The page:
As an important trade port, Livorno has always had access to spices and this is often reflected in its cuisine. Crushed red pepper is a staple, often infused in olive oil. The Livornese-style was born in the city and it should come as no surprise that seafood recipes dominate the restaurant menus. The variety of fish available each day in the city’s Central Market, one of the largest in Europe, is simply amazing.
Cacciucco alla Livornese
This thick fish soup is more like a stew and is perfect when the weather gets cold. It is made using a variety of fish. With Livorno’s coastal heritage, the fish used in the soup can vary – try red snapper, monkfish or halibut and if you cannot find dogfish (also known as cape shark), you can substitute cod.
2 lb of fish with bones
1/2 lb dogfish
1 lb squid
1 lb octopus
8 jumbo shrimp, tails on and deveined
28 oz crushed tomatoes
4 cloves of garlic, lightly crushed
15 sage leaves
1/2 tsp crushed red pepper
4 oz extra virgin olive oil
6 oz red wine
salt and pepper to taste
loaf of crusty bread
flat leaf parsley for garnish
Thoroughly clean and cut the squid and octopus. Cut the squid into pieces about 1/2 inch thick. Boil the octopus in a pot of lightly salted water for 12-15 minutes, until just tender. Run under cold water and then cut the octopus into pieces about 3/4 inches long. Clean the fish and cut each fillet into two or three pieces.
Add the extra-virgin olive oil to a large pan and heat over a medium flame. Add the crush red pepper and allow it to infuse in the oil for 3 minutes, then add the sage leaves and two cloves of the lightly crushed garlic. Cook for 4 minutes. Lower the flame and add the squid. Cook for 12 minutes, then add the boiled octopus and the red wine. Simmer, uncovered for 3-5 minutes, until the alcohol in the wine evaporates.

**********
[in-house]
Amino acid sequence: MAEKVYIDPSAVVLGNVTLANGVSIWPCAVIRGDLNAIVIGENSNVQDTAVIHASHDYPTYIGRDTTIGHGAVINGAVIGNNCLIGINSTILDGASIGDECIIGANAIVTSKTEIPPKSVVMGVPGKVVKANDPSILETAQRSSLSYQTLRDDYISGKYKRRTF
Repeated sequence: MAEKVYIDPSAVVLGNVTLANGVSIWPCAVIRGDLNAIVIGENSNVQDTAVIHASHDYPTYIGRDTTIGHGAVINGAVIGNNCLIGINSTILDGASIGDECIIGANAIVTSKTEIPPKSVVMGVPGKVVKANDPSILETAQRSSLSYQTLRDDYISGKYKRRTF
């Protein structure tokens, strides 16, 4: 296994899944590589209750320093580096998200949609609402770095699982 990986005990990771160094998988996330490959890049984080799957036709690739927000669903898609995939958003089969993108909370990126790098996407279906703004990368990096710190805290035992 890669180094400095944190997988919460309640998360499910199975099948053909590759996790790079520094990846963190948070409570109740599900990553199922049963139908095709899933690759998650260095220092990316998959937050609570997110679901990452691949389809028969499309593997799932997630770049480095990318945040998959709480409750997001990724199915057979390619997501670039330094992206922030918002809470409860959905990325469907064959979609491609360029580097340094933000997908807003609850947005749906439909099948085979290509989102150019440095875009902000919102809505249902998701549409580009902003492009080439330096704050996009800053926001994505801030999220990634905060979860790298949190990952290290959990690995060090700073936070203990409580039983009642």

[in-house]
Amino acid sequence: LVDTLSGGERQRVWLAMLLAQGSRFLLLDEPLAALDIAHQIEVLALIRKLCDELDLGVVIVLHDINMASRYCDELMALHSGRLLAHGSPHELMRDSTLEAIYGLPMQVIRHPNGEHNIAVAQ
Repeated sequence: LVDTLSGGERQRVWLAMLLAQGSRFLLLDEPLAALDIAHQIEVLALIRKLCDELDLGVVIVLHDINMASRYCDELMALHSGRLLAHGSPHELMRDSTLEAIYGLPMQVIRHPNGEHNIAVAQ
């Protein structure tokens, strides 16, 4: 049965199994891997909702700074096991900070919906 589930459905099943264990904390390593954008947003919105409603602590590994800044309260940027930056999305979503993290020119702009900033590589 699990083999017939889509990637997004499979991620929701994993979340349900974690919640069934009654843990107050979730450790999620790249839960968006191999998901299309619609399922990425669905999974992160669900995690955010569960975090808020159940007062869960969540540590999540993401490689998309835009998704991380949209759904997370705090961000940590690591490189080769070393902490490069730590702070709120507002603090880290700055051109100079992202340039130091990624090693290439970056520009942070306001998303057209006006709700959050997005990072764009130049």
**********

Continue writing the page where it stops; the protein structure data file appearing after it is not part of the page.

Add the crushed tomatoes and simmer for 15 minutes, then add the shrimp and dogfish. Simmer for 20 minutes and add the other fish. Simmer, uncovered for 1 hour. Add a bit of water is the soup is too thick.
Cut and toast slices of bread and then rub with the two remaining cloves of garlic and place into the bowl before serving the soup. Garnish with flat leaf parsley and serve.
Linguine al Granchio
This is a delicious combination of ingredients. The crab and shaved asparagus in a wine sauce, enriched with egg yolk, creates a subtle lushness in this pasta recipe.
2-1/2 cups dry white wine
4 lb crabs
16 oz linguine
2 oz extra virgin olive oil
4 cloves garlic, minced
1 shallot, finely chopped
1 pinch red pepper flakes
1 small bunch of asparagus (about 12 oz)
2 tbsp lemon juice
1/2 cup flat leaf parsley, finely chopped
3 egg yolks
coarse sea salt
black pepper, freshly ground
To prepare the crab, pour the white wine into a deep pot and add the crabs. Heat over a medium flame until the wine begins to steam. Reduce the flame to low; cover and bring the wine to a simmer for 10-12 minutes, depending on the size of the crab (which will have changed color once cooked).